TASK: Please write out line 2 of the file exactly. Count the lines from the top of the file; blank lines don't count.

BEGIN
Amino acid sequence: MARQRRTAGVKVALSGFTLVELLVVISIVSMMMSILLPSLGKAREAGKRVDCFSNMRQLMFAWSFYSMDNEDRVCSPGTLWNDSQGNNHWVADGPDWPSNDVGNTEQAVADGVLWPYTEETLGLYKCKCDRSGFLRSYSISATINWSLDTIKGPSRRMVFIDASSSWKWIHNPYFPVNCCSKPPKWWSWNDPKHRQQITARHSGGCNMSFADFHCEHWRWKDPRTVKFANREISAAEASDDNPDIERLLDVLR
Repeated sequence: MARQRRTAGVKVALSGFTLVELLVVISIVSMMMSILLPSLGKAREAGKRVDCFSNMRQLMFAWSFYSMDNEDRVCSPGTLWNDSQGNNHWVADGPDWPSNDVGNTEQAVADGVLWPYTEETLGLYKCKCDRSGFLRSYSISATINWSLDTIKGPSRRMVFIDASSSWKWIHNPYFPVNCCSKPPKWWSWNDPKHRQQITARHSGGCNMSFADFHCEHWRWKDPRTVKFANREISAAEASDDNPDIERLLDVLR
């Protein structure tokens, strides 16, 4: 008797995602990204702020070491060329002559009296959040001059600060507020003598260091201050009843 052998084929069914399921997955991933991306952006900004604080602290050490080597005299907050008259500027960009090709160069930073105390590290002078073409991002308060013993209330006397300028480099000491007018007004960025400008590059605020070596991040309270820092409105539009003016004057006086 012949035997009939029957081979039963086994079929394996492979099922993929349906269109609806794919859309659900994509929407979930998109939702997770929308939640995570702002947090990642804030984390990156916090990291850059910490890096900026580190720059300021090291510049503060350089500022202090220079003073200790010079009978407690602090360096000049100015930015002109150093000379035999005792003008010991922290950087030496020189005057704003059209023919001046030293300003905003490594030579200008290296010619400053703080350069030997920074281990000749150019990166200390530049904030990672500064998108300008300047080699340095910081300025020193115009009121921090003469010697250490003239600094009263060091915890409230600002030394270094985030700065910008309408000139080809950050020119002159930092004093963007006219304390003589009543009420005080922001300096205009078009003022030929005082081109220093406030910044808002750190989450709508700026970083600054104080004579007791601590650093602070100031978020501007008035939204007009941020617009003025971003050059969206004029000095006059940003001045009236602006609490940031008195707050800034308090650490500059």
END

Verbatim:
Repeated sequence: MARQRRTAGVKVALSGFTLVELLVVISIVSMMMSILLPSLGKAREAGKRVDCFSNMRQLMFAWSFYSMDNEDRVCSPGTLWNDSQGNNHWVADGPDWPSNDVGNTEQAVADGVLWPYTEETLGLYKCKCDRSGFLRSYSISATINWSLDTIKGPSRRMVFIDASSSWKWIHNPYFPVNCCSKPPKWWSWNDPKHRQQITARHSGGCNMSFADFHCEHWRWKDPRTVKFANREISAAEASDDNPDIERLLDVLR